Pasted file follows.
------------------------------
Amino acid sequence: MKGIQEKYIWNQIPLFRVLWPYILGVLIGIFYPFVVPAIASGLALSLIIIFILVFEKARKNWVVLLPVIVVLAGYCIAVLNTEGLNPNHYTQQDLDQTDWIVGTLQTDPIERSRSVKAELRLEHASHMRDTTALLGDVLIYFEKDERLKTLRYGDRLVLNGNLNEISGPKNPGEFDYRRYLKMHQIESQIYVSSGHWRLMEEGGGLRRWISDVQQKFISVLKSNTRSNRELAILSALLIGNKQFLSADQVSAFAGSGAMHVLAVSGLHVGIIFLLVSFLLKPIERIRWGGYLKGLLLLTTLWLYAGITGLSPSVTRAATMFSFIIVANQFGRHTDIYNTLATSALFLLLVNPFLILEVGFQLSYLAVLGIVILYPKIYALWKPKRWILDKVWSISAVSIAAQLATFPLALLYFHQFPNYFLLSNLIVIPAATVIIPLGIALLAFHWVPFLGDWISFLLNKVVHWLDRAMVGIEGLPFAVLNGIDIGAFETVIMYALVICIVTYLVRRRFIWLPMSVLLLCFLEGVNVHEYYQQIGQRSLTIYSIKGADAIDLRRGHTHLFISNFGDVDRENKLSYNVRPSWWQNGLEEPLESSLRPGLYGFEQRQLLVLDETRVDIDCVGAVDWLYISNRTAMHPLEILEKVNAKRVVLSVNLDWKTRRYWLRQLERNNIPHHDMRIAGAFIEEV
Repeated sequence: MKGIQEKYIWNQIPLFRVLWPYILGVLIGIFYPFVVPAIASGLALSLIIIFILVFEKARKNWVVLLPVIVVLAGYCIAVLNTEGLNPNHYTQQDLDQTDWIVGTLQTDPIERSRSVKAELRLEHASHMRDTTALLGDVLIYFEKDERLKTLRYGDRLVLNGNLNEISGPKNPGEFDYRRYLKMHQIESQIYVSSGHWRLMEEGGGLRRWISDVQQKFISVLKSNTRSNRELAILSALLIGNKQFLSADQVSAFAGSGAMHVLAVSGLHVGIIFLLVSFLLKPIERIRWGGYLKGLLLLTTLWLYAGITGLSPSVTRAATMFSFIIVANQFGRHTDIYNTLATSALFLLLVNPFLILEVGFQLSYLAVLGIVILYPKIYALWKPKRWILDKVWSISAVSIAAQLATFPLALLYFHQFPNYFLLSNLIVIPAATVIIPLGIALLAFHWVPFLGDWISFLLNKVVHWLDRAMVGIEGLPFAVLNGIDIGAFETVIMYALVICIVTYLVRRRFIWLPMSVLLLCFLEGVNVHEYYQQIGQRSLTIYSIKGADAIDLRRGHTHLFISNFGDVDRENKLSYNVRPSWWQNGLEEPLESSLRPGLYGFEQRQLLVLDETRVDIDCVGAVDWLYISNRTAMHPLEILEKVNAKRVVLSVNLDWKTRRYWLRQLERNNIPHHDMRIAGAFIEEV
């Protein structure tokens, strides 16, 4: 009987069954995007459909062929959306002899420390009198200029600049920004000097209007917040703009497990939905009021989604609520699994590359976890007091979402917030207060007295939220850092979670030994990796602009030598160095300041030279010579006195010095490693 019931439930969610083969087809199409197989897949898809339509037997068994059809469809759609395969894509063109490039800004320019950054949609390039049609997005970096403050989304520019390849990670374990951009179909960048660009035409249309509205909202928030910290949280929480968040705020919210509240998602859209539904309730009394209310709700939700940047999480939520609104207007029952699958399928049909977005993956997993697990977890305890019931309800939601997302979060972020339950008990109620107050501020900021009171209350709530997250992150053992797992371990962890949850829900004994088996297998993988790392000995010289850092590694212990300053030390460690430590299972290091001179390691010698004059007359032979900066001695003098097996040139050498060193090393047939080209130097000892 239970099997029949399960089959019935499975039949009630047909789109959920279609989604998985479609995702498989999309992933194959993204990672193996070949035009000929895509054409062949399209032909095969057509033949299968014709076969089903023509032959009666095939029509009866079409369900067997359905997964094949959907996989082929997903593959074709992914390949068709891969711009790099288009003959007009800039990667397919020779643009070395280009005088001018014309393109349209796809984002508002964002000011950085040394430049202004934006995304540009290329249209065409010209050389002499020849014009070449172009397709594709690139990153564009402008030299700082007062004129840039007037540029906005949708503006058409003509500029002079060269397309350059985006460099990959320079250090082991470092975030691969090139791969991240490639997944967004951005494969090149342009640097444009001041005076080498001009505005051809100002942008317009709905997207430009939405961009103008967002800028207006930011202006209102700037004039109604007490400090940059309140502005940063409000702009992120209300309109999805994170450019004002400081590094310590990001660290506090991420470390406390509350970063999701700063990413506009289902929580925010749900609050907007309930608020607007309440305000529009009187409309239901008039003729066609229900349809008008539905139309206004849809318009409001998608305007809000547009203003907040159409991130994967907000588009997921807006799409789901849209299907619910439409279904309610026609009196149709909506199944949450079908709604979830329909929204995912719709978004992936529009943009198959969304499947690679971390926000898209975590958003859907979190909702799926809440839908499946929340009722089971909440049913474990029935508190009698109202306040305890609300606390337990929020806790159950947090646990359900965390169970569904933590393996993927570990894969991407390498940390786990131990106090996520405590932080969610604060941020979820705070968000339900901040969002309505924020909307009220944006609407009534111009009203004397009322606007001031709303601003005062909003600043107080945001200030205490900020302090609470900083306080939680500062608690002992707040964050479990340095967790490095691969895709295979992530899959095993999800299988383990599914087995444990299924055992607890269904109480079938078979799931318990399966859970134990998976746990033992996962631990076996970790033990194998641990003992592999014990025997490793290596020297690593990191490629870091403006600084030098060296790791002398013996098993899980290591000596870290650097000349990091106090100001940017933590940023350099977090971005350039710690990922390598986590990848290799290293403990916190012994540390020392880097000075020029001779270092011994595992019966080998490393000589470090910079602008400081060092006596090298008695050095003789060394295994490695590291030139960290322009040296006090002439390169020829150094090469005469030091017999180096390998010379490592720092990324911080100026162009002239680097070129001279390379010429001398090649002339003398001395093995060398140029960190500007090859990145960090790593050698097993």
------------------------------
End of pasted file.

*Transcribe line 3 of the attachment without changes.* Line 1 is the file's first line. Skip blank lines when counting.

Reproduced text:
């Protein structure tokens, strides 16, 4: 009987069954995007459909062929959306002899420390009198200029600049920004000097209007917040703009497990939905009021989604609520699994590359976890007091979402917030207060007295939220850092979670030994990796602009030598160095300041030279010579006195010095490693 019931439930969610083969087809199409197989897949898809339509037997068994059809469809759609395969894509063109490039800004320019950054949609390039049609997005970096403050989304520019390849990670374990951009179909960048660009035409249309509205909202928030910290949280929480968040705020919210509240998602859209539904309730009394209310709700939700940047999480939520609104207007029952699958399928049909977005993956997993697990977890305890019931309800939601997302979060972020339950008990109620107050501020900021009171209350709530997250992150053992797992371990962890949850829900004994088996297998993988790392000995010289850092590694212990300053030390460690430590299972290091001179390691010698004059007359032979900066001695003098097996040139050498060193090393047939080209130097000892 239970099997029949399960089959019935499975039949009630047909789109959920279609989604998985479609995702498989999309992933194959993204990672193996070949035009000929895509054409062949399209032909095969057509033949299968014709076969089903023509032959009666095939029509009866079409369900067997359905997964094949959907996989082929997903593959074709992914390949068709891969711009790099288009003959007009800039990667397919020779643009070395280009005088001018014309393109349209796809984002508002964002000011950085040394430049202004934006995304540009290329249209065409010209050389002499020849014009070449172009397709594709690139990153564009402008030299700082007062004129840039007037540029906005949708503006058409003509500029002079060269397309350059985006460099990959320079250090082991470092975030691969090139791969991240490639997944967004951005494969090149342009640097444009001041005076080498001009505005051809100002942008317009709905997207430009939405961009103008967002800028207006930011202006209102700037004039109604007490400090940059309140502005940063409000702009992120209300309109999805994170450019004002400081590094310590990001660290506090991420470390406390509350970063999701700063990413506009289902929580925010749900609050907007309930608020607007309440305000529009009187409309239901008039003729066609229900349809008008539905139309206004849809318009409001998608305007809000547009203003907040159409991130994967907000588009997921807006799409789901849209299907619910439409279904309610026609009196149709909506199944949450079908709604979830329909929204995912719709978004992936529009943009198959969304499947690679971390926000898209975590958003859907979190909702799926809440839908499946929340009722089971909440049913474990029935508190009698109202306040305890609300606390337990929020806790159950947090646990359900965390169970569904933590393996993927570990894969991407390498940390786990131990106090996520405590932080969610604060941020979820705070968000339900901040969002309505924020909307009220944006609407009534111009009203004397009322606007001031709303601003005062909003600043107080945001200030205490900020302090609470900083306080939680500062608690002992707040964050479990340095967790490095691969895709295979992530899959095993999800299988383990599914087995444990299924055992607890269904109480079938078979799931318990399966859970134990998976746990033992996962631990076996970790033990194998641990003992592999014990025997490793290596020297690593990191490629870091403006600084030098060296790791002398013996098993899980290591000596870290650097000349990091106090100001940017933590940023350099977090971005350039710690990922390598986590990848290799290293403990916190012994540390020392880097000075020029001779270092011994595992019966080998490393000589470090910079602008400081060092006596090298008695050095003789060394295994490695590291030139960290322009040296006090002439390169020829150094090469005469030091017999180096390998010379490592720092990324911080100026162009002239680097070129001279390379010429001398090649002339003398001395093995060398140029960190500007090859990145960090790593050698097993």